Egypt kills militants in desert raid after deadly attack on police
Egypt's air force killed "a large number of terrorist elements" responsible for the deaths of 16 policemen earlier this month, the military said on Tuesday.
The desert raid targeted a hideout in "a mountainous area west of Fayoum" south of Cairo after the military received "confirmed information" on the whereabouts of the militants involved in the October 20 attack.
The raid destroyed three four-wheel-drive vehicles carrying large quantities of weapons, ammunition, and "extremely explosive material", it said.
Armed forces and police are combing the area for other fugitives, it added.
The defence ministry said that on October 20 it had sent police to the area, less than 200 kilometres (125 miles) southwest of Cairo, after learning that militants there were "hiding, training, and preparing to carry out terrorist operations".
As they approached, militants opened fire with heavy weapons, triggering a shootout that lasted several hours and also left 13 police officers injured and one missing, the ministry said.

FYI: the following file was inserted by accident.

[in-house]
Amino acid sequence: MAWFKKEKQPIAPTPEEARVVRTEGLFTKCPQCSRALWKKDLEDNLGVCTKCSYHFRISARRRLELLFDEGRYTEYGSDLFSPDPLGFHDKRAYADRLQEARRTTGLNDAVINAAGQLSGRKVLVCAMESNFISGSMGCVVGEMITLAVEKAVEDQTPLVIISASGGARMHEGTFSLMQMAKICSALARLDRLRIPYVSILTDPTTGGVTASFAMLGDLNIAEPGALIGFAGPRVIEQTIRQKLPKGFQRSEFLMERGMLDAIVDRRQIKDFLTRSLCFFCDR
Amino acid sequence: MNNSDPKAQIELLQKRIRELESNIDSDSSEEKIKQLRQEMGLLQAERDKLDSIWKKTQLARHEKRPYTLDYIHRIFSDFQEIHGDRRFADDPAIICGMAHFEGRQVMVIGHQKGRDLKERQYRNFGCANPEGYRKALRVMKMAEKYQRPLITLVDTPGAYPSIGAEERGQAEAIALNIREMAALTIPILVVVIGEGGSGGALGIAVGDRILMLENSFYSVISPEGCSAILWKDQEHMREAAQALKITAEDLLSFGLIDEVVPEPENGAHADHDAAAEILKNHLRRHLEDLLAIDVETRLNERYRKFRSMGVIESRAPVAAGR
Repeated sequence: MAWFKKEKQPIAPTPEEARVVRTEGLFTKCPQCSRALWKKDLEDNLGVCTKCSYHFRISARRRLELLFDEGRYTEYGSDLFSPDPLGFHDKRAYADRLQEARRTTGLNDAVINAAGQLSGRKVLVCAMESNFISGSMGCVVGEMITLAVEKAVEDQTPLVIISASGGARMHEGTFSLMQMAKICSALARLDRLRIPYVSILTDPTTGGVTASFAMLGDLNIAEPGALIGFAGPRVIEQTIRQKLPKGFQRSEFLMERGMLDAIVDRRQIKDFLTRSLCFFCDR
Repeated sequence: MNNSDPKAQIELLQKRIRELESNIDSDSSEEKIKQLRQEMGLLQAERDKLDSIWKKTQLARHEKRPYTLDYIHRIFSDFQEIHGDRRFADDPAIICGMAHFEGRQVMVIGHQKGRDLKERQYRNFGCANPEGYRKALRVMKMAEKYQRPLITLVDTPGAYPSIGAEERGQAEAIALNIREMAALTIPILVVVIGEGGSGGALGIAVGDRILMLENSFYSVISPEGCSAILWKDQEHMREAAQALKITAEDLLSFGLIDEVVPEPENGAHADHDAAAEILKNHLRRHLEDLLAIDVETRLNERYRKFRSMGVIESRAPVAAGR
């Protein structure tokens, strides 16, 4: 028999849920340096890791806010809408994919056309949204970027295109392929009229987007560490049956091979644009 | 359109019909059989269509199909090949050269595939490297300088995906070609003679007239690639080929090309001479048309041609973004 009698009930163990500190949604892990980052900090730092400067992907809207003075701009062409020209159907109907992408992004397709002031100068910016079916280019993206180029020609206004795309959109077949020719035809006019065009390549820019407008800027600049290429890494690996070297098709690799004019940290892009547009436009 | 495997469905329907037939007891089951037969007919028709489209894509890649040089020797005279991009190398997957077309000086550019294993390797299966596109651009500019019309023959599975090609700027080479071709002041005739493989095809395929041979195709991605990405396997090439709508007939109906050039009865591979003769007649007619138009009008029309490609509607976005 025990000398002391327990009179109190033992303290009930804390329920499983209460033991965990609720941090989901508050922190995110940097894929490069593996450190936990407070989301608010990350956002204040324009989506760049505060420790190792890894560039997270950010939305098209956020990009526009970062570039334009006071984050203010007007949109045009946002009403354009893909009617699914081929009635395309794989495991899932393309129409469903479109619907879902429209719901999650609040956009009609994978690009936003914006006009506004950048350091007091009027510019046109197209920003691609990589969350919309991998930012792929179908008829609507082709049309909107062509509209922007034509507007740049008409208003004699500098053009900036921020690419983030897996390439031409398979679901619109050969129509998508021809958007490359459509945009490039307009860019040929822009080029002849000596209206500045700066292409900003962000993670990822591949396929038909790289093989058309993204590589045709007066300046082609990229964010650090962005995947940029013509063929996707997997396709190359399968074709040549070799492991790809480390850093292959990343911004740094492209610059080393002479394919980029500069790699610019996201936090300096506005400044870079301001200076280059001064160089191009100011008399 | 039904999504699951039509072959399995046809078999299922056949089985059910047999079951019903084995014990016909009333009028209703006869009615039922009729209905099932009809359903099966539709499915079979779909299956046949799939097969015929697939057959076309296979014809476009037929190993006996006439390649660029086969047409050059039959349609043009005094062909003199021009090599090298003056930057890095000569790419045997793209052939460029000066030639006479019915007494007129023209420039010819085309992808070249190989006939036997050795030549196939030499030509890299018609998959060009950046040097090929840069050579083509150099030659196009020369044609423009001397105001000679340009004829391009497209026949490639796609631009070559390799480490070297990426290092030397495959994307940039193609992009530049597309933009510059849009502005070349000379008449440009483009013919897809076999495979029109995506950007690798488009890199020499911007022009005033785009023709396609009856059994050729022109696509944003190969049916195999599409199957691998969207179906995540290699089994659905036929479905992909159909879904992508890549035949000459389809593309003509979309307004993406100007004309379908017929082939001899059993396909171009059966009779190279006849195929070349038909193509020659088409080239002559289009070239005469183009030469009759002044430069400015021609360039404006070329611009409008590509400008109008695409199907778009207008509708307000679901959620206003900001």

The policemen were killed in an October 20 shootout with militants on the road between Cairo and the Bahariya oasis in the Western Desert, a rare flare-up outside the Sinai Peninsula.
No group has yet claimed responsibility, but authorities are fighting the Egyptian branch of the Islamic State group, which has killed hundreds of security personnel in northern Sinai, more than 500 kilometres (300 miles) from the site of this month's clash.
Egypt is facing an Islamist insurgency concentrated in the Sinai Peninsula from two main groups, including the Islamic State affiliate.
Militants have launched several major attacks, most recently targeting churches in Cairo and other cities with the loss of dozens of lives.
They have maintained a steady war of attrition with sniper attacks and roadside bombings.
But unlike their parent organisation in Iraq and Syria, they have been unable to seize population centres in Egypt.